Casting about for some way to make the guest stars feel integral to the story, the creators dust off the old standard of having them fight demonic opposites of themselves.  This being a refreshingly absurd book, X-23’s opposite number is an irritatingly upbeat cheerleader called X-666, who helpfully points out that, aside from the obvious, she’s X-23’s opposite because her appearance and her true nature are ironically opposed.  That makes her a two-dimensional character, which (she contends) puts her one up on X-23.  That’s quite funny, and it does actually play off X-23’s hang-ups.  But that was in the previous issue.  This one tries to suggest that X-23’s existence in Hell proves she has a soul, and even if you find that a remotely plausible argument to start with (it’s not like she’s meant to be dead), didn’t we already do this schtick in the first arc of her own book?

Ultimately, this is a Ghost Rider story – the final pages depend on you caring about whether she atones for something that presumably happened in an earlier issue of her own book – and the other characters have been nailed onto it rather awkwardly.

Wolverine #301 – Jason Aaron’s final arc isn’t working for me.  He’s finished his major storylines and so far, this feels less like a coda than a time-killing exercise.  People run around and fight… there’s crazy ninja and Yakuza stuff… it’s all way over the top… you get the general idea.  It’s not bad, and it does hurl tongue-in-cheek ideas at the page energetically enough, but it’s very lightweight in a way that doesn’t feel like it really justifies this many issues.

Art continues to be oddly divided between Billy Tan and Steve Sanders, whose styles are very different.  Putting chapter labels on their respective pages is all very well, and covers for the situation as best it can, but it doesn’t ultimately disguise the fact that the art style is randomly changing in mid-scene in a rather distracting way.  And the use of Sabretooth is particularly odd.  After Marvel made a big deal over his return, this is his first major storyline – and yet he’s already being treated as just a face in the crowd.  I don’t understand the thinking behind that at all.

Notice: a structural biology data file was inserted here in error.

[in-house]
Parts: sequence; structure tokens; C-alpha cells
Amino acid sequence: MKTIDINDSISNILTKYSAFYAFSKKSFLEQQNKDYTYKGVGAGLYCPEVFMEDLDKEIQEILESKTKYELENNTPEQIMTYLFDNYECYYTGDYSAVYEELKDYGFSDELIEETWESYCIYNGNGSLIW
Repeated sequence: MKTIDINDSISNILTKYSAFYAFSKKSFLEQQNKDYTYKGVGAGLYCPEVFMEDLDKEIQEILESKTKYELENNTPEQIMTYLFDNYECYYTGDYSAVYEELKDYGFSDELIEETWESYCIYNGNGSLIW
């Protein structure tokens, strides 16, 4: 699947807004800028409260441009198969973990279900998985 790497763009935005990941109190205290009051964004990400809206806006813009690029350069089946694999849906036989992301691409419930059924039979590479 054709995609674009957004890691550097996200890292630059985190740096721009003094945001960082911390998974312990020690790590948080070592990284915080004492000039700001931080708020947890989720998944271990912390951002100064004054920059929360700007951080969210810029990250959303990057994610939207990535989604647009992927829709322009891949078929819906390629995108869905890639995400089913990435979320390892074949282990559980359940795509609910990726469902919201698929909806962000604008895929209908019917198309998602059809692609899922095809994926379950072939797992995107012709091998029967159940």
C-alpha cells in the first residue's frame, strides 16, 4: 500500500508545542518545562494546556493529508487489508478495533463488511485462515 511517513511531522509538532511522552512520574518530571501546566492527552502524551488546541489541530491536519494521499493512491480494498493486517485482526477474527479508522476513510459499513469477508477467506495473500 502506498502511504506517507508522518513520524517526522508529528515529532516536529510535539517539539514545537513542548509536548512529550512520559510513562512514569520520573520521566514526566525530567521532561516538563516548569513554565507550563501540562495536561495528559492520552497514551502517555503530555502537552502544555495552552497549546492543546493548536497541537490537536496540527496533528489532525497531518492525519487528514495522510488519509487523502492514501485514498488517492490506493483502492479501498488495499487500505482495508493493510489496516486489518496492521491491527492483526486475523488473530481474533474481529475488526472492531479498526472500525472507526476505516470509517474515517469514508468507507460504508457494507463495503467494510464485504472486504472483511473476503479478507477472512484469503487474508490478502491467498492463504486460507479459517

Ultimately, it’s all a bit flat.  Some of the throwaway ideas are fun, but as a story, there’s really not much here.

X-Factor #232 – The final part of “They Keep Killing Madrox”, which turns out to be basically a set-up for future stories.  I’ll cut to the chase: the pay-off is that Madrox gets sent back home but the villains from the three worlds he visited get dragged along with him.  So we’ve had three issues of introduction for these villains, and that was pretty much the story.

This issue, Madrox fights a version of Dormammu, who’s pretty much like any other version of Dormammu, except that he’s possessing the body of Dr Strange.  I’m not sure we really needed a whole issue just to set that up.  It comes off as a fairly generic Dr Strange/Dormammu battle with a bit of possession thrown in, and I don’t really understand what I’m meant to be taking from this beyond “yup, that’s a Dormammu alright.”

Granted, the pages with Madrox’s actual return to the real world are very well done, and they work.  Otherwise… it’s a third issue of set-up without much going on in its own right, and there’s really not much more I can say beyond that.

Bring on the comments